Sunday, February 1, 2009

The Many Meanings of "Shovel-Ready"

See my posting at my new policy blog site:

In it, I ask:
If we are to get out our shovels to build or to improve, aren't there some initiatives, committees, work groups, or programs that should be "buried" or placed in hibernation so that our Nation can focus on critical priorities?

Monday, January 5, 2009

Kibbe and Klepper Reboot America's Health IT Conversation Part 2: Beyond EHRs

see my new policy blog for updates

David C. Kibbe and Brian Klepper PhD continue their thought-provoking recommendations on the Health 2.0 blog.
In a January 5th posting entitled "Let's Reboot America's Health IT Conversation," Kibbe and Klepper state their belief " that most health care professionals are acutely aware that more health IT alone cannot resolve these problems. Despite billions of dollars in health IT investments by health care professionals and organizations, the gap between the health care we believe possible and the current system is widening. persists and is widening."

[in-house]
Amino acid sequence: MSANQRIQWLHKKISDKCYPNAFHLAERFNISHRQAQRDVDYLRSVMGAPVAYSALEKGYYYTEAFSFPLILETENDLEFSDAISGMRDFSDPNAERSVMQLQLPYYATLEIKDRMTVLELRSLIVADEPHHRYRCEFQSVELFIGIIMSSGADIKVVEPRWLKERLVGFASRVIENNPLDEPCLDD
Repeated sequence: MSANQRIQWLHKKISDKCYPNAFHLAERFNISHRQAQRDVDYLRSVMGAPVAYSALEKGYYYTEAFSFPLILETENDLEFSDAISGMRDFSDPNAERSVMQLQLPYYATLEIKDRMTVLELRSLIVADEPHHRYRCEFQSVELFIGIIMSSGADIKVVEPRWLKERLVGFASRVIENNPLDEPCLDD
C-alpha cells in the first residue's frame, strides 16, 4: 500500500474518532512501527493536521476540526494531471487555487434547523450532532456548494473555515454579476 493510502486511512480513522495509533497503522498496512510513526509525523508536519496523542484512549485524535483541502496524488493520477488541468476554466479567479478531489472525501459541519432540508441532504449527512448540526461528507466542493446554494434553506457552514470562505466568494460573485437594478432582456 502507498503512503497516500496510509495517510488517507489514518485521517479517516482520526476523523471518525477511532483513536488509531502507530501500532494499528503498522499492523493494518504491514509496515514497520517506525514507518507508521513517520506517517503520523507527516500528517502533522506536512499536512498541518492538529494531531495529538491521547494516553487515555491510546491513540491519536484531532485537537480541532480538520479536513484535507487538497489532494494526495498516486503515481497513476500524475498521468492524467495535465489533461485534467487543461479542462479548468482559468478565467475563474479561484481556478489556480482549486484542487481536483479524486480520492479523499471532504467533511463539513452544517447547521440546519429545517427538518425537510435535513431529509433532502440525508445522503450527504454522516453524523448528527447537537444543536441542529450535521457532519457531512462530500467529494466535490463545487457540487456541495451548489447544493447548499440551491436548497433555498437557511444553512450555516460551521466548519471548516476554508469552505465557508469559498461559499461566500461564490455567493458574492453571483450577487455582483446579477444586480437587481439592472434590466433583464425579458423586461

Kibbe and Klepper argue that we don't need simply more health health IT; instead, we need an array of specific health IT functions and capabilities that can facilitate better care at lower cost, and the adherence to evidence-based rules.

Here are some of the characteristics they ascribe to empowering health IT products:

These systems would focus on Decision Support

New new health IT would help patients, clinicians, managers and purchasers make the best possible clinical and administrative decisions. They would provide guidance with evidence-based approaches that can best mitigate health risks, create alerts and reminders, or help monitor adherence to care plans,.

These systems would untether patients with easily accessible personal health information